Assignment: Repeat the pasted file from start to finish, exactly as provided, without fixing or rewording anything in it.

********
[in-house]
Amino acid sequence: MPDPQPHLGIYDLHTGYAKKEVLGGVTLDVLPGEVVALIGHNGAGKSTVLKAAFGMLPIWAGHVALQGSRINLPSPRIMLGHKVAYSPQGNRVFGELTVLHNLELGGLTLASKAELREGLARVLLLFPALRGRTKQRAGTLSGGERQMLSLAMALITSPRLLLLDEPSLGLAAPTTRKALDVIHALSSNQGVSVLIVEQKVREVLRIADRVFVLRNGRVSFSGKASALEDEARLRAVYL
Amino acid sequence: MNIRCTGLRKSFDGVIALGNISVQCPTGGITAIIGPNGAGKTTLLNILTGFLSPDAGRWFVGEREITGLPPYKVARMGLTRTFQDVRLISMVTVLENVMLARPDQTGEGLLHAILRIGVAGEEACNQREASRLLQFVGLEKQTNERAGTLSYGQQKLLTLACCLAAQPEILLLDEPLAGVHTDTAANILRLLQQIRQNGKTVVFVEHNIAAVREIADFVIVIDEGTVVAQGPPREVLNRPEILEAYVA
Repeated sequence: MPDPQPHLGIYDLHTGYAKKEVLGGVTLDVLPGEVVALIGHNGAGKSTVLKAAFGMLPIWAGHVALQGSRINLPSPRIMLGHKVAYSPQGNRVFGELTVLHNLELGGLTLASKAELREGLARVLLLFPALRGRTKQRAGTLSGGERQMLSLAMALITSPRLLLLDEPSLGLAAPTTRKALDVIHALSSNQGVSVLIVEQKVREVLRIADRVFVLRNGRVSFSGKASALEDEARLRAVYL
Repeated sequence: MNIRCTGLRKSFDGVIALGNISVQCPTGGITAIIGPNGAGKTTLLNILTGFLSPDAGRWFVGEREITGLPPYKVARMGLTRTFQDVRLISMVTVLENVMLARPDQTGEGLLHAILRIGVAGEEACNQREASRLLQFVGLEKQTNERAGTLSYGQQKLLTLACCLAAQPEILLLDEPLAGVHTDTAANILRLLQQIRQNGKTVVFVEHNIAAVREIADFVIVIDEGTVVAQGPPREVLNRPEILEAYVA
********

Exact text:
[in-house]
Amino acid sequence: MPDPQPHLGIYDLHTGYAKKEVLGGVTLDVLPGEVVALIGHNGAGKSTVLKAAFGMLPIWAGHVALQGSRINLPSPRIMLGHKVAYSPQGNRVFGELTVLHNLELGGLTLASKAELREGLARVLLLFPALRGRTKQRAGTLSGGERQMLSLAMALITSPRLLLLDEPSLGLAAPTTRKALDVIHALSSNQGVSVLIVEQKVREVLRIADRVFVLRNGRVSFSGKASALEDEARLRAVYL
Amino acid sequence: MNIRCTGLRKSFDGVIALGNISVQCPTGGITAIIGPNGAGKTTLLNILTGFLSPDAGRWFVGEREITGLPPYKVARMGLTRTFQDVRLISMVTVLENVMLARPDQTGEGLLHAILRIGVAGEEACNQREASRLLQFVGLEKQTNERAGTLSYGQQKLLTLACCLAAQPEILLLDEPLAGVHTDTAANILRLLQQIRQNGKTVVFVEHNIAAVREIADFVIVIDEGTVVAQGPPREVLNRPEILEAYVA
Repeated sequence: MPDPQPHLGIYDLHTGYAKKEVLGGVTLDVLPGEVVALIGHNGAGKSTVLKAAFGMLPIWAGHVALQGSRINLPSPRIMLGHKVAYSPQGNRVFGELTVLHNLELGGLTLASKAELREGLARVLLLFPALRGRTKQRAGTLSGGERQMLSLAMALITSPRLLLLDEPSLGLAAPTTRKALDVIHALSSNQGVSVLIVEQKVREVLRIADRVFVLRNGRVSFSGKASALEDEARLRAVYL
Repeated sequence: MNIRCTGLRKSFDGVIALGNISVQCPTGGITAIIGPNGAGKTTLLNILTGFLSPDAGRWFVGEREITGLPPYKVARMGLTRTFQDVRLISMVTVLENVMLARPDQTGEGLLHAILRIGVAGEEACNQREASRLLQFVGLEKQTNERAGTLSYGQQKLLTLACCLAAQPEILLLDEPLAGVHTDTAANILRLLQQIRQNGKTVVFVEHNIAAVREIADFVIVIDEGTVVAQGPPREVLNRPEILEAYVA